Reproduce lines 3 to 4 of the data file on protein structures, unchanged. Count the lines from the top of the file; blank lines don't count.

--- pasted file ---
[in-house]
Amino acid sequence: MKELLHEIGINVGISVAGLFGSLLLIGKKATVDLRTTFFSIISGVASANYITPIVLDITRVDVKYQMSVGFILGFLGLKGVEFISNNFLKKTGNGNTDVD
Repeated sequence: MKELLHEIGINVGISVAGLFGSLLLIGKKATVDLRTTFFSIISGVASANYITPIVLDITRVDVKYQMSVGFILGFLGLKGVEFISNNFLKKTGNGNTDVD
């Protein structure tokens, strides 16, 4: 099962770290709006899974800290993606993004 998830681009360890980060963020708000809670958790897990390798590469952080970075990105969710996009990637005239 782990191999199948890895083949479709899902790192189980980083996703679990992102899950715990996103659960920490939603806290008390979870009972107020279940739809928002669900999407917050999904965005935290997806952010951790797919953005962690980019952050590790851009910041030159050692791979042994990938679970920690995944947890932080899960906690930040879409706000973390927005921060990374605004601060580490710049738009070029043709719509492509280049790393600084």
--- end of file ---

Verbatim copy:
Repeated sequence: MKELLHEIGINVGISVAGLFGSLLLIGKKATVDLRTTFFSIISGVASANYITPIVLDITRVDVKYQMSVGFILGFLGLKGVEFISNNFLKKTGNGNTDVD
């Protein structure tokens, strides 16, 4: 099962770290709006899974800290993606993004 998830681009360890980060963020708000809670958790897990390798590469952080970075990105969710996009990637005239 782990191999199948890895083949479709899902790192189980980083996703679990992102899950715990996103659960920490939603806290008390979870009972107020279940739809928002669900999407917050999904965005935290997806952010951790797919953005962690980019952050590790851009910041030159050692791979042994990938679970920690995944947890932080899960906690930040879409706000973390927005921060990374605004601060580490710049738009070029043709719509492509280049790393600084």